Religion & Beliefs

The Media Savvy Man of G-D

"I can’t give you a sound bite" on the name change, Rabbi Ponet said Tuesday, speaking about what must have been a difficult decision before beginning his freshman year at Yale (class of ’68)."   That’s a quote from Rabbi … Read More

By / August 4, 2010

"I can’t give you a sound bite" on the name change, Rabbi Ponet said Tuesday, speaking about what must have been a difficult decision before beginning his freshman year at Yale (class of ’68)."

 

That’s a quote from Rabbi James Ponet in a New York Times article today.  If you aren’t familiar with Ponet, he’s the rabbi who married Chelsea Clinton and her Jewish husband, and just by reading this profile on him, done by one of the largest newspapers in the world, I can tell he’s no stranger to talking to the media.

The story of Rabbi Ponet isn’t much different than most other people who choose to serve God: spiritual awakening, intense re-immersion into religion ("he was known to storm undergraduate dining halls, hop on a table, and blow the shofar, or ram’s horn, loudly to herald the arrival of the Jewish New Year"), and sooner or later, a career in said faith.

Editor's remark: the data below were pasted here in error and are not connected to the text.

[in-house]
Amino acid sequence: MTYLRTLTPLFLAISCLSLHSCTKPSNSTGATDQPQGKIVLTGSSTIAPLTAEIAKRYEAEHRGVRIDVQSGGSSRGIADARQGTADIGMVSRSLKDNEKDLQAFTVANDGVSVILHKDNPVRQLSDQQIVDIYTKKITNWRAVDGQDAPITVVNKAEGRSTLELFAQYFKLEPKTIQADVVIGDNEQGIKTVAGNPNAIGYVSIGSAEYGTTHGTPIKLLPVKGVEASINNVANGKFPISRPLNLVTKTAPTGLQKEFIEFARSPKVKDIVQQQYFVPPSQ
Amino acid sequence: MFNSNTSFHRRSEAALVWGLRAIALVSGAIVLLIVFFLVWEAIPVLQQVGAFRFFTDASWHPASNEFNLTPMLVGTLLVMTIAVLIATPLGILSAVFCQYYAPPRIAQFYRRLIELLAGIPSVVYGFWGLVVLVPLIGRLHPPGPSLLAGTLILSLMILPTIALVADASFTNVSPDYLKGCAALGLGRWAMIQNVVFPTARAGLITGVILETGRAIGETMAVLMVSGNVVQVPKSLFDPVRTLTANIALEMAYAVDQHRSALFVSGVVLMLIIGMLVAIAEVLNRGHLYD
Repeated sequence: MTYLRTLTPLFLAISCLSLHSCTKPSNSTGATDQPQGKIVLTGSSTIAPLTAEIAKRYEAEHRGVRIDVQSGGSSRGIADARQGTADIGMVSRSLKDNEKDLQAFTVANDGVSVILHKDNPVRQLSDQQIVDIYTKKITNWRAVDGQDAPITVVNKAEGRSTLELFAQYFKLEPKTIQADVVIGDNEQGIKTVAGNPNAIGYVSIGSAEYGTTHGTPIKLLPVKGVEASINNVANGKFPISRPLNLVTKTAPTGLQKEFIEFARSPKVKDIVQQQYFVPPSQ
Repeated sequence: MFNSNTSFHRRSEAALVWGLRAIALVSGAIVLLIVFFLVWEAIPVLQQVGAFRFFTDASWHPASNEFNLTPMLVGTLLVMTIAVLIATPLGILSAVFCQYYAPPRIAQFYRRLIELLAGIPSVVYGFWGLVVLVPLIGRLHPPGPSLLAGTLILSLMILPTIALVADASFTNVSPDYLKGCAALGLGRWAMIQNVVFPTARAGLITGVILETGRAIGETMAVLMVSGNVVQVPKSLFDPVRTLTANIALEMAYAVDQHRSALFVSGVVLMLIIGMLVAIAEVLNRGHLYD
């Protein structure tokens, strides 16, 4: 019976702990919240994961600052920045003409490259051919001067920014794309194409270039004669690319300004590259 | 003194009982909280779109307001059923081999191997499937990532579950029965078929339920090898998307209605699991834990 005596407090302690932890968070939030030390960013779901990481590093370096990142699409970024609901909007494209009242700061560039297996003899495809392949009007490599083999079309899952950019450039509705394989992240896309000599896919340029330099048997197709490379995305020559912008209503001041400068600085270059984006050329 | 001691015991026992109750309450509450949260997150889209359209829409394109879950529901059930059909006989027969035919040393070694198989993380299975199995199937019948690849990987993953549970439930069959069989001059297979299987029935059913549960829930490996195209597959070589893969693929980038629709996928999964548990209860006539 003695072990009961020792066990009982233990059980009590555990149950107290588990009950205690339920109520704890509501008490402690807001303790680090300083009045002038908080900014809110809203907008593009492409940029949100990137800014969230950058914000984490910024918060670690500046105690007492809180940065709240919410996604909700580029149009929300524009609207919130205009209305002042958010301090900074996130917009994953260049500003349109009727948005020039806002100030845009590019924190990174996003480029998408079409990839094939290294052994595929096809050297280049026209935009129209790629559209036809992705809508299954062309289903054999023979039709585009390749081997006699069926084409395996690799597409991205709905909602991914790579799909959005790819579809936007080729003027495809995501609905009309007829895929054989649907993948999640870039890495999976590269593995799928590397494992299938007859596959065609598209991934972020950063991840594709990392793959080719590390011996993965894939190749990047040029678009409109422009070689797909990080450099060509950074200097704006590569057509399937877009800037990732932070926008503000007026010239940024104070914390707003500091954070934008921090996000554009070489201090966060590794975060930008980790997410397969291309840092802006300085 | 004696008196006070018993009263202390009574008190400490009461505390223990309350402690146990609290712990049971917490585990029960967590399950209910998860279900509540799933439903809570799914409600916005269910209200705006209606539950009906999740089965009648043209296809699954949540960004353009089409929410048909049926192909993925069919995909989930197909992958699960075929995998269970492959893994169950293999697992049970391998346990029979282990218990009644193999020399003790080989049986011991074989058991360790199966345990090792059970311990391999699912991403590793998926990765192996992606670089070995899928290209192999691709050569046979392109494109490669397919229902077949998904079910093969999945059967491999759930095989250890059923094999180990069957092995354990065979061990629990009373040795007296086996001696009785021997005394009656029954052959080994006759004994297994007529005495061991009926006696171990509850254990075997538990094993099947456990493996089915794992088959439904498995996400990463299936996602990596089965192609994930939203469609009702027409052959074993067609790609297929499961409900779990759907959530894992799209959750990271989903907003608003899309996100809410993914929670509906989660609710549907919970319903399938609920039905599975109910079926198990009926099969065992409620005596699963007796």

Then things shift:

"about five years ago, Rabbi Ponet’s public persona began to change. The yarmulke disappeared; he could be heard joking about eating shellfish again, as young Podnetsky had in his youth."

 

So Rabbi Ponet isn’t the holiest holy man–so what?  Are any us perfect?  I’m certainly not.  But what about interfaith marriages?  Now that Ponet’s known as the man who married a Jew to Bill and Hill’s daughter, what’s his stance on such a hot button topic among Jews?

 

"I think it’s something I have only done over the last three years or so."

 

And by judging by this article alone, those ceremonies tend to be for more high profile couples, like the Executive Director for Moveon.org:

 

"I remember saying, ‘What do you think about gospel music and Autumn’s mother singing the Lord’s Prayer?’ and he said, ‘That is so great!’

 

So the rabbi is media savvy; is there anything wrong with that? He works for one of the most recognizable college brands in the world, writes for some of the biggest internet publications, and seems to be good at keeping himself in the spotlight.  This may pose a fundamental issue for some, but in reality, Rabbi Ponet’s renown has only really caused debate among people (such as the people commenting on this article) who question the movement Ponet is affiliated with (Reform). 

Theological debates aside, is it a good or bad thing for a rabbi, let alone any religious figure, to be considerably media savvy in the 21st Century?